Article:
Last year, in celebration of the character’s 50th anniversary, Daredevil gave us a glimpse of Matt’s future. The last few issues have slowly assembled the elements of that future together into the present day storyline, but despite how bad things have gotten, it’s been easy to take comfort in knowing that everything will turn out alright in the end. This issue showed that just because things will get better a few years down the line doesn’t mean poor Matt’s life won’t get really dark first.
After villains The Shroud and The Owl ruined Matt Murdock’s law practice and broadcast his few remaining secrets to the world, he was forced to go to his arch-nemesis Wilson Fisk for help. Matt doesn’t have any good options left—but this was inevitable. Since writer Mark Waid and artist Chris Samnee revamped the book in 2011, they’ve taken a historically very dark, almost depressing character and injected some much-needed levity.
However, that doesn’t mean Matt hasn’t been through a lot in the past few years. He revealed his secret identity to the world, moved to San Francisco, actually maintained a steady relationship with fellow lawyer Kirsten McDuffy, helped best friend Foggy deal with a potentially fatal cancer diagnosis and finally found out what happened to his mother. Even so, he’s been relatively happy, but with the end of Waid and Samnee’s run ending with issue #18, things are going to change.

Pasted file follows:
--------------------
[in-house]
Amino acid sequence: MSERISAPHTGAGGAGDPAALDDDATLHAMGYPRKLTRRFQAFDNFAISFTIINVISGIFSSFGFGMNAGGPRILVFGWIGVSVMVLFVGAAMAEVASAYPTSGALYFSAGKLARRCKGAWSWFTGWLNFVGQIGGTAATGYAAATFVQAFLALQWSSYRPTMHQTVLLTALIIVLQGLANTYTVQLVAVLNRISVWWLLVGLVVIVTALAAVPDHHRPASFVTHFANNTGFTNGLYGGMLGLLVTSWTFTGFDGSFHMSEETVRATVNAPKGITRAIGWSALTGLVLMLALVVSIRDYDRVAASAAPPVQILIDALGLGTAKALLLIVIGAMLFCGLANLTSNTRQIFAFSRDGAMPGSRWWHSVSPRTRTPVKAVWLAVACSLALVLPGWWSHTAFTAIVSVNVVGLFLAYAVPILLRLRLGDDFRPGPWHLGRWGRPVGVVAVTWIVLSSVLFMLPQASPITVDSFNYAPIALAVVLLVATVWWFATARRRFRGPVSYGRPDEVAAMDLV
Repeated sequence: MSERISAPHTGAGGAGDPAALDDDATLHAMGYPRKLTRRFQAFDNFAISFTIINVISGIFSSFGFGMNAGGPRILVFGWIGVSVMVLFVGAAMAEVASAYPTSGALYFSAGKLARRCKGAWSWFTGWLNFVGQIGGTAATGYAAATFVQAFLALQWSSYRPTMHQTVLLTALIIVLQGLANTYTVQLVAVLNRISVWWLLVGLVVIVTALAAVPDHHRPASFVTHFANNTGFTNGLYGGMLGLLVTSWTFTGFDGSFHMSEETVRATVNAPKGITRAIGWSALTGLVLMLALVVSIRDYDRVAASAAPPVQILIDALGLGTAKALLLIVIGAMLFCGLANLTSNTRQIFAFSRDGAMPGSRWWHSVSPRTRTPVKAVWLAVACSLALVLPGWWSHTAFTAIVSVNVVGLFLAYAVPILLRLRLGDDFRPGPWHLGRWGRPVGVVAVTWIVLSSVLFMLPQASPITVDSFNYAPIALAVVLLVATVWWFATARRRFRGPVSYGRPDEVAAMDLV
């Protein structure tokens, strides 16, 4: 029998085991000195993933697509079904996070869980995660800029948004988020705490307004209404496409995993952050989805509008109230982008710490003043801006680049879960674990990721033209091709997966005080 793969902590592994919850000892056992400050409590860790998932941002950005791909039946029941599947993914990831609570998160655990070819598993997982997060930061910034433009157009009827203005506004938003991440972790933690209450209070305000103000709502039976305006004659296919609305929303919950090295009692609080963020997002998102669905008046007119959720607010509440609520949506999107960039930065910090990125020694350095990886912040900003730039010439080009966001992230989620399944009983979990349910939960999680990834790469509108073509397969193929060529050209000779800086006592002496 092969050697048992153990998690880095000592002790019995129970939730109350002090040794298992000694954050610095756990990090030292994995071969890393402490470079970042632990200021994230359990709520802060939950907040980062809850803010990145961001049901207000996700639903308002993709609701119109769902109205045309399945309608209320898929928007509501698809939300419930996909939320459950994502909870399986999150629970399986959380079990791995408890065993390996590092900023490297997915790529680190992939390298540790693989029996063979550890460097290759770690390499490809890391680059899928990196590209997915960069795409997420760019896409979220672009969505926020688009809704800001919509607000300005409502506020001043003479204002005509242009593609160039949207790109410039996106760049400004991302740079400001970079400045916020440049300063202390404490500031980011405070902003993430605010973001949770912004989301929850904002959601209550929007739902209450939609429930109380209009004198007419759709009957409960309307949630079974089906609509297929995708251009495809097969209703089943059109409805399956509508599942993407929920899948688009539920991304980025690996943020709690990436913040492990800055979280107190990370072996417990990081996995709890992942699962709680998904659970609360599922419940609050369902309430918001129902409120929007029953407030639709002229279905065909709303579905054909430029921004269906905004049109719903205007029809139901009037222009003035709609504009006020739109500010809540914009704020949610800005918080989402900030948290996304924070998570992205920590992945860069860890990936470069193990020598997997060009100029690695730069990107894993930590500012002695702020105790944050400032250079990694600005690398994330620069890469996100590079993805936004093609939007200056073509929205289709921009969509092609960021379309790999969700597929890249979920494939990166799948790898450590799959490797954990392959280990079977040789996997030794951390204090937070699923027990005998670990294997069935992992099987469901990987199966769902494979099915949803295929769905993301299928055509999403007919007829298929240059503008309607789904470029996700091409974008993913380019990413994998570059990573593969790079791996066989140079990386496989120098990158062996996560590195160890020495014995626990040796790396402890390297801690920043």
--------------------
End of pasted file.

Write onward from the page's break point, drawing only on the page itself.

The David Marquez-drawn teaser images for the All-New All-Different pseudo-reboot of the Marvel Comic Universe released earlier this month suggest that Matt’s life is about to return to the darkness long-time fans (and those lured in by the Netflix TV show) expect for the character. But I hope readers coming to the book anew go back and read Waid’s run—if only to appreciate the incredible mix of color and shadow Samnee and colorist Matt Wilson (of The Wicked and the Divine) brought to the title every month. Sullenness and pessimism are often mistaken for complexity, but letting Matt experience wins, losses and even hope is far better storytelling than watching him repeatedly get beaten up. Hopefully the new creative team remembers that.
By day, Marisa Carpico stresses over every detail of America’s election system. By night, she becomes a pop culture and celebrity obsessive. Whether it’s movies, TV or music, she watches and listens to it all so you don’t have to. You can find her risking her life by reading comic books while walking down the crowded streets of New York City, having inappropriate emotional reactions at her iPad screen while riding the subway or occasionally letting her love of a band convince her to stand for hours on end in one of the city’s many purgatorial concert spaces. You can follow her on Twitter to read her insightful social commentary or more likely complain about how cold it is at @MarisaCarpico.